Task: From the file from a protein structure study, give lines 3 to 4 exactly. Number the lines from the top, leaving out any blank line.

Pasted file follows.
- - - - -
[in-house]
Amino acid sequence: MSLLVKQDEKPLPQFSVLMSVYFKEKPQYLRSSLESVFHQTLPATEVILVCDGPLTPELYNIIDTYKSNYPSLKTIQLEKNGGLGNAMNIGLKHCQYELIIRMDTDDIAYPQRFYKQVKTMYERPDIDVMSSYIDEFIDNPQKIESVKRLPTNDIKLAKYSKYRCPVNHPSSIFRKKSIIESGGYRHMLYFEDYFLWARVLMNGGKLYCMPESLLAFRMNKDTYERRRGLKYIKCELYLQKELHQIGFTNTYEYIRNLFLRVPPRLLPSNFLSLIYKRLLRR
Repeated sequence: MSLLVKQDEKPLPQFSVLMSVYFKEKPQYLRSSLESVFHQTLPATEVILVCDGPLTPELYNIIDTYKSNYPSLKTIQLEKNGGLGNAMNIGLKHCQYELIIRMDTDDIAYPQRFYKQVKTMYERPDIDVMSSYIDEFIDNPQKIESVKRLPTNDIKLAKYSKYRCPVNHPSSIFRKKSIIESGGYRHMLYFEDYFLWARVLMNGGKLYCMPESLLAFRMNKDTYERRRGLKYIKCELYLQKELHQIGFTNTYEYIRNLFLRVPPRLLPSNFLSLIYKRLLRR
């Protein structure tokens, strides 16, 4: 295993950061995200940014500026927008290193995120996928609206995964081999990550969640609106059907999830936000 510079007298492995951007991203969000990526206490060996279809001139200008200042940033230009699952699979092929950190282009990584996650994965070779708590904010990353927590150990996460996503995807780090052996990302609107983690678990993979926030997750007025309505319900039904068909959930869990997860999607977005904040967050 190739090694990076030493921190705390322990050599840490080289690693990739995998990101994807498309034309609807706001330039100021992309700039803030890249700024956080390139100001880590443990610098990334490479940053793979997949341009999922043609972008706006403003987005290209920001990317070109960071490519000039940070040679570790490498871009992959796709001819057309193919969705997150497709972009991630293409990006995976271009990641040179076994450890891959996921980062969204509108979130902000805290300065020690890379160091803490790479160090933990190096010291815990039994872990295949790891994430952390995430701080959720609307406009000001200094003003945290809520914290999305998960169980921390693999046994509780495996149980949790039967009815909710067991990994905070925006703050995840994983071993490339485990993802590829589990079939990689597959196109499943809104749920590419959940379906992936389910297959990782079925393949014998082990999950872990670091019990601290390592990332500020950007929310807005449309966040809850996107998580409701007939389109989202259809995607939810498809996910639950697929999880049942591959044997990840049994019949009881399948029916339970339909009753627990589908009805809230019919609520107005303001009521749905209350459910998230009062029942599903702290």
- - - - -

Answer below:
Repeated sequence: MSLLVKQDEKPLPQFSVLMSVYFKEKPQYLRSSLESVFHQTLPATEVILVCDGPLTPELYNIIDTYKSNYPSLKTIQLEKNGGLGNAMNIGLKHCQYELIIRMDTDDIAYPQRFYKQVKTMYERPDIDVMSSYIDEFIDNPQKIESVKRLPTNDIKLAKYSKYRCPVNHPSSIFRKKSIIESGGYRHMLYFEDYFLWARVLMNGGKLYCMPESLLAFRMNKDTYERRRGLKYIKCELYLQKELHQIGFTNTYEYIRNLFLRVPPRLLPSNFLSLIYKRLLRR
């Protein structure tokens, strides 16, 4: 295993950061995200940014500026927008290193995120996928609206995964081999990550969640609106059907999830936000 510079007298492995951007991203969000990526206490060996279809001139200008200042940033230009699952699979092929950190282009990584996650994965070779708590904010990353927590150990996460996503995807780090052996990302609107983690678990993979926030997750007025309505319900039904068909959930869990997860999607977005904040967050 190739090694990076030493921190705390322990050599840490080289690693990739995998990101994807498309034309609807706001330039100021992309700039803030890249700024956080390139100001880590443990610098990334490479940053793979997949341009999922043609972008706006403003987005290209920001990317070109960071490519000039940070040679570790490498871009992959796709001819057309193919969705997150497709972009991630293409990006995976271009990641040179076994450890891959996921980062969204509108979130902000805290300065020690890379160091803490790479160090933990190096010291815990039994872990295949790891994430952390995430701080959720609307406009000001200094003003945290809520914290999305998960169980921390693999046994509780495996149980949790039967009815909710067991990994905070925006703050995840994983071993490339485990993802590829589990079939990689597959196109499943809104749920590419959940379906992936389910297959990782079925393949014998082990999950872990670091019990601290390592990332500020950007929310807005449309966040809850996107998580409701007939389109989202259809995607939810498809996910639950697929999880049942591959044997990840049994019949009881399948029916339970339909009753627990589908009805809230019919609520107005303001009521749905209350459910998230009062029942599903702290």